The incidence of anterior cruciate ligament (ACL) injuries in the pediatric population has risen in recent years. These injuries have historically presented a management dilemma in skeletally immature patients with open physes and significant growth remaining at time of injury. While those nearing skeletal maturity may be treated with traditional, transphyseal adult techniques, these same procedures risk iatrogenic damage to the growth plates and resultant growth disturbances in younger patients with open physes. Moreover, conservative management is non-optimal as significant instabilities of the knee remain. Despite the development of physeal-sparing reconstructive techniques for younger patients, there remains debate over which procedure may be most suitable on a patient to patient basis. Meanwhile, the drivers behind clinical and functional outcomes following ACL reconstruction remain poorly understood. Therefore, current strategies are not yet capable of optimizing surgical ACL reconstruction on an individualized basis with absolute confidence. Instead, aims to improve surgical treatment of ACL tears in skeletally immature patients will rely on additional approaches in the near future. Namely, finite element models have emerged as a tool to model complex knee joint biomechanics. The inclusion of several individualized variables such as bone age, three dimensional geometries around the knee joint, tunnel positioning, and graft tension collectively present a possible means of better understanding and even predicting how to enhance surgical decision-making. Such a tool would serve surgeons in optimizing ACL reconstruction in the skeletally immature individuals, in order to improve clinical outcomes as well as reduce the rate of post-operative complications.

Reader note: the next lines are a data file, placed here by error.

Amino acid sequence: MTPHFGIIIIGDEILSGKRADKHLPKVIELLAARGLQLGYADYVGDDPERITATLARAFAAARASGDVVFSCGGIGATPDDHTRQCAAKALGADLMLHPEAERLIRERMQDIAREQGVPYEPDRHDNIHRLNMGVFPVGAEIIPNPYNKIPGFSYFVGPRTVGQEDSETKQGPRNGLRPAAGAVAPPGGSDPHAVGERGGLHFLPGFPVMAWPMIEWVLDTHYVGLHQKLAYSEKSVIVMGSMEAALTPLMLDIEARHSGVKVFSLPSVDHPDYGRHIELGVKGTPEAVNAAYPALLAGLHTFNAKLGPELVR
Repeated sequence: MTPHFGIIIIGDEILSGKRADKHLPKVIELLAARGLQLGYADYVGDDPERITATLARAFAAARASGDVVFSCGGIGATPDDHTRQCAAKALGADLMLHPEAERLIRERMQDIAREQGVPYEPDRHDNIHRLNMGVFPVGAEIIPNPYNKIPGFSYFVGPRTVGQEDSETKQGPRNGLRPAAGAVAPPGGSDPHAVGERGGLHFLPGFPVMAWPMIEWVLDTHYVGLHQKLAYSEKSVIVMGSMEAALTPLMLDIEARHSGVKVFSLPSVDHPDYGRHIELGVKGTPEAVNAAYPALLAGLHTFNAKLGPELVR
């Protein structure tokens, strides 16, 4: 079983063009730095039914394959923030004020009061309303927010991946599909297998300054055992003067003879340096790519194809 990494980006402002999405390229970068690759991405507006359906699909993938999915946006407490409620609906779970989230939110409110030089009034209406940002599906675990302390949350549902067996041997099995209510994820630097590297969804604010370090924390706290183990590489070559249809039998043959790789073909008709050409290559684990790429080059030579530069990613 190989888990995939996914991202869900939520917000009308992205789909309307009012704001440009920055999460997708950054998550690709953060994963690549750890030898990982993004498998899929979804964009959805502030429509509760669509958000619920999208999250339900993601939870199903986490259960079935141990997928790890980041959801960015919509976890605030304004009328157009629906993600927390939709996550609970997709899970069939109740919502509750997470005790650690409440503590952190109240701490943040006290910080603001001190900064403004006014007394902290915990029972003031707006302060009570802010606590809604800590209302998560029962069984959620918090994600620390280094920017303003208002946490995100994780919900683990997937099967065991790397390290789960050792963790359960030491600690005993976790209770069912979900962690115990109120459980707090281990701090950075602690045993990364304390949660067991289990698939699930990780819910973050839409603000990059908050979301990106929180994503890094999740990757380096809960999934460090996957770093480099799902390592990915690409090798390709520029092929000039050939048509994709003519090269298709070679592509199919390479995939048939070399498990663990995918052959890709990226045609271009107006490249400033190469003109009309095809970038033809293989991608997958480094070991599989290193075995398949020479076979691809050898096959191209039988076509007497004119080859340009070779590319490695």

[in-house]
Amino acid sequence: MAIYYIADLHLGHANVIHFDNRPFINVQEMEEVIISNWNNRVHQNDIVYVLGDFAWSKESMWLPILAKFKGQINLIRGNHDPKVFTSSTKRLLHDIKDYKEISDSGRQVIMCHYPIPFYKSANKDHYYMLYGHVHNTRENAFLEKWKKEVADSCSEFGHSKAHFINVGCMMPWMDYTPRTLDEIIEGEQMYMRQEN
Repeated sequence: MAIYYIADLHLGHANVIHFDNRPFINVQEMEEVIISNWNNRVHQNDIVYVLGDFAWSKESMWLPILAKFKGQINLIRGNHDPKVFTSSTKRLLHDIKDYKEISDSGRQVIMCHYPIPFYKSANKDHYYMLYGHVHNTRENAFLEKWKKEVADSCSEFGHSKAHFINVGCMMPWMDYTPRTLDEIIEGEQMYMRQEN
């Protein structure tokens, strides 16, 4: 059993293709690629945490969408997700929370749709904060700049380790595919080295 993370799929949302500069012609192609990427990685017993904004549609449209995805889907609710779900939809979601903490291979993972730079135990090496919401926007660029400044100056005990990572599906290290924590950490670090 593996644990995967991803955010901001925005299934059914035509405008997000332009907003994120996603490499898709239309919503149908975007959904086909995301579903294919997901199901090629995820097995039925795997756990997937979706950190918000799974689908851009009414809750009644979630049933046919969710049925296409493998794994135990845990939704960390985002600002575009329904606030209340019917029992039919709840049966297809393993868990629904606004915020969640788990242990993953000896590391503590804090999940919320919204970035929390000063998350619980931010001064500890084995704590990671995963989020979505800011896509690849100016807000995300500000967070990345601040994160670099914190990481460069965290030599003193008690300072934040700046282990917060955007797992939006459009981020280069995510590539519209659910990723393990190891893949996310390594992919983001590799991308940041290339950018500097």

Keywords: adolescents; anterior cruciate ligament; injury; modeling; reconstruction.